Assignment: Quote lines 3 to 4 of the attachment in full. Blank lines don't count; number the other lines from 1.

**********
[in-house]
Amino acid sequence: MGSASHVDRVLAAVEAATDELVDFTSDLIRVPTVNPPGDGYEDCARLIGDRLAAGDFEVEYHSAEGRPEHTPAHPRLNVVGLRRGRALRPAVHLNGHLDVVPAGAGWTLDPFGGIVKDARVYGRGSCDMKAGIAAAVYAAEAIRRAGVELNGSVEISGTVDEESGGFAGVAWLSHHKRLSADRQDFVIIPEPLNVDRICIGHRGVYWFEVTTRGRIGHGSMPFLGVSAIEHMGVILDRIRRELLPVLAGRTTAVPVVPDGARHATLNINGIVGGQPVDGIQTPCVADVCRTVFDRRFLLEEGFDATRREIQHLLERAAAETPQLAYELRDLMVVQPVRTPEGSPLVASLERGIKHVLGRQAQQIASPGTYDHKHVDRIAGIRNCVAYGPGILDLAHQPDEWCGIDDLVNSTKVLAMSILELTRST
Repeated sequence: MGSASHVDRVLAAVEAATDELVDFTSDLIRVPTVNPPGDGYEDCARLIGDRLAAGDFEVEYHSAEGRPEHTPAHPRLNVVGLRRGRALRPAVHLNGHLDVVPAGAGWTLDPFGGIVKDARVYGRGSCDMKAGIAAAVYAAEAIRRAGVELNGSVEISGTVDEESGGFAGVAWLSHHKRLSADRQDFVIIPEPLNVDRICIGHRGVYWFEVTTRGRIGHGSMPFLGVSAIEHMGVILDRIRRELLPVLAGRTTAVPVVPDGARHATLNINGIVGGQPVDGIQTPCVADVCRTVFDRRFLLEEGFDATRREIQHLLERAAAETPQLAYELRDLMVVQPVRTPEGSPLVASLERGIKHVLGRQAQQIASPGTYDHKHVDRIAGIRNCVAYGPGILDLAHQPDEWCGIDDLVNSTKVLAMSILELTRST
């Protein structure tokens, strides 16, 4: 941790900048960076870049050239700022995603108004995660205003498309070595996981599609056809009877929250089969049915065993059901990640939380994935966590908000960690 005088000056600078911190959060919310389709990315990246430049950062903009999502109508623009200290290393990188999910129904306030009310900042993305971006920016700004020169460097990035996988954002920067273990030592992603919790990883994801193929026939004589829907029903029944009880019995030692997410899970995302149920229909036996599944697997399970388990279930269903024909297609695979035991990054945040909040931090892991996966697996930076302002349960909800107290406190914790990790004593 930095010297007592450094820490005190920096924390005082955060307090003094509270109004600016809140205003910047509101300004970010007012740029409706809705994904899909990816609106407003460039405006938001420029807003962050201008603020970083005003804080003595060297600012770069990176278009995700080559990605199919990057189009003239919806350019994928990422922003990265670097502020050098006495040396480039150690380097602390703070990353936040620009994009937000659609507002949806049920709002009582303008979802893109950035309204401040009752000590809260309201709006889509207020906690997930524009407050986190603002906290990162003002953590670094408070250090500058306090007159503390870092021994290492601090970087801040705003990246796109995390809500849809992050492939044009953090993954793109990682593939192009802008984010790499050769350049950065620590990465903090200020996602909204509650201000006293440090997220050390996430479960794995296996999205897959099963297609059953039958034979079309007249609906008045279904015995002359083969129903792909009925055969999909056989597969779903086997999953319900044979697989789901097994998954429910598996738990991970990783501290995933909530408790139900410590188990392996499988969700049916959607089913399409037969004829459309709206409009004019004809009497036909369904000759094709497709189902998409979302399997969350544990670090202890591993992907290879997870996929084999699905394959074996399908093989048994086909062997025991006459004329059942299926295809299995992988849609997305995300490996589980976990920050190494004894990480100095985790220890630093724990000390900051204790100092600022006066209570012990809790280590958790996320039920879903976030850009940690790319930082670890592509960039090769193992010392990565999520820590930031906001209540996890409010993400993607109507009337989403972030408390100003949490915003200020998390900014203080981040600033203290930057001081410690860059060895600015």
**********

Repeated sequence: MGSASHVDRVLAAVEAATDELVDFTSDLIRVPTVNPPGDGYEDCARLIGDRLAAGDFEVEYHSAEGRPEHTPAHPRLNVVGLRRGRALRPAVHLNGHLDVVPAGAGWTLDPFGGIVKDARVYGRGSCDMKAGIAAAVYAAEAIRRAGVELNGSVEISGTVDEESGGFAGVAWLSHHKRLSADRQDFVIIPEPLNVDRICIGHRGVYWFEVTTRGRIGHGSMPFLGVSAIEHMGVILDRIRRELLPVLAGRTTAVPVVPDGARHATLNINGIVGGQPVDGIQTPCVADVCRTVFDRRFLLEEGFDATRREIQHLLERAAAETPQLAYELRDLMVVQPVRTPEGSPLVASLERGIKHVLGRQAQQIASPGTYDHKHVDRIAGIRNCVAYGPGILDLAHQPDEWCGIDDLVNSTKVLAMSILELTRST
């Protein structure tokens, strides 16, 4: 941790900048960076870049050239700022995603108004995660205003498309070595996981599609056809009877929250089969049915065993059901990640939380994935966590908000960690 005088000056600078911190959060919310389709990315990246430049950062903009999502109508623009200290290393990188999910129904306030009310900042993305971006920016700004020169460097990035996988954002920067273990030592992603919790990883994801193929026939004589829907029903029944009880019995030692997410899970995302149920229909036996599944697997399970388990279930269903024909297609695979035991990054945040909040931090892991996966697996930076302002349960909800107290406190914790990790004593 930095010297007592450094820490005190920096924390005082955060307090003094509270109004600016809140205003910047509101300004970010007012740029409706809705994904899909990816609106407003460039405006938001420029807003962050201008603020970083005003804080003595060297600012770069990176278009995700080559990605199919990057189009003239919806350019994928990422922003990265670097502020050098006495040396480039150690380097602390703070990353936040620009994009937000659609507002949806049920709002009582303008979802893109950035309204401040009752000590809260309201709006889509207020906690997930524009407050986190603002906290990162003002953590670094408070250090500058306090007159503390870092021994290492601090970087801040705003990246796109995390809500849809992050492939044009953090993954793109990682593939192009802008984010790499050769350049950065620590990465903090200020996602909204509650201000006293440090997220050390996430479960794995296996999205897959099963297609059953039958034979079309007249609906008045279904015995002359083969129903792909009925055969999909056989597969779903086997999953319900044979697989789901097994998954429910598996738990991970990783501290995933909530408790139900410590188990392996499988969700049916959607089913399409037969004829459309709206409009004019004809009497036909369904000759094709497709189902998409979302399997969350544990670090202890591993992907290879997870996929084999699905394959074996399908093989048994086909062997025991006459004329059942299926295809299995992988849609997305995300490996589980976990920050190494004894990480100095985790220890630093724990000390900051204790100092600022006066209570012990809790280590958790996320039920879903976030850009940690790319930082670890592509960039090769193992010392990565999520820590930031906001209540996890409010993400993607109507009337989403972030408390100003949490915003200020998390900014203080981040600033203290930057001081410690860059060895600015």